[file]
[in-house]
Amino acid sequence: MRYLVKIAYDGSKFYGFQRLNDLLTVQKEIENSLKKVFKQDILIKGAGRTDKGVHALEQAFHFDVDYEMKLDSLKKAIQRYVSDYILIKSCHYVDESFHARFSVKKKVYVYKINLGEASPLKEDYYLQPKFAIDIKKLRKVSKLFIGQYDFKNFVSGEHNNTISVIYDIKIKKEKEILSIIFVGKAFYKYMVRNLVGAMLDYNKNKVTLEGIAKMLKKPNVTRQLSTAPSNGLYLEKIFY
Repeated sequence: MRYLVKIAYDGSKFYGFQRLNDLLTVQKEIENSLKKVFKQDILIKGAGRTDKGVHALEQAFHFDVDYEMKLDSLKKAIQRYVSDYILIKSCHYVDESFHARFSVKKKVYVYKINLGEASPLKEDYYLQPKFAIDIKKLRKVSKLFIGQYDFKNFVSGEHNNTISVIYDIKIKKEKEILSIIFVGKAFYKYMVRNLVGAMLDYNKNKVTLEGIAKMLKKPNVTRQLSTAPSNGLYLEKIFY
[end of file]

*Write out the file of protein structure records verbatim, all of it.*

[in-house]
Amino acid sequence: MRYLVKIAYDGSKFYGFQRLNDLLTVQKEIENSLKKVFKQDILIKGAGRTDKGVHALEQAFHFDVDYEMKLDSLKKAIQRYVSDYILIKSCHYVDESFHARFSVKKKVYVYKINLGEASPLKEDYYLQPKFAIDIKKLRKVSKLFIGQYDFKNFVSGEHNNTISVIYDIKIKKEKEILSIIFVGKAFYKYMVRNLVGAMLDYNKNKVTLEGIAKMLKKPNVTRQLSTAPSNGLYLEKIFY
Repeated sequence: MRYLVKIAYDGSKFYGFQRLNDLLTVQKEIENSLKKVFKQDILIKGAGRTDKGVHALEQAFHFDVDYEMKLDSLKKAIQRYVSDYILIKSCHYVDESFHARFSVKKKVYVYKINLGEASPLKEDYYLQPKFAIDIKKLRKVSKLFIGQYDFKNFVSGEHNNTISVIYDIKIKKEKEILSIIFVGKAFYKYMVRNLVGAMLDYNKNKVTLEGIAKMLKKPNVTRQLSTAPSNGLYLEKIFY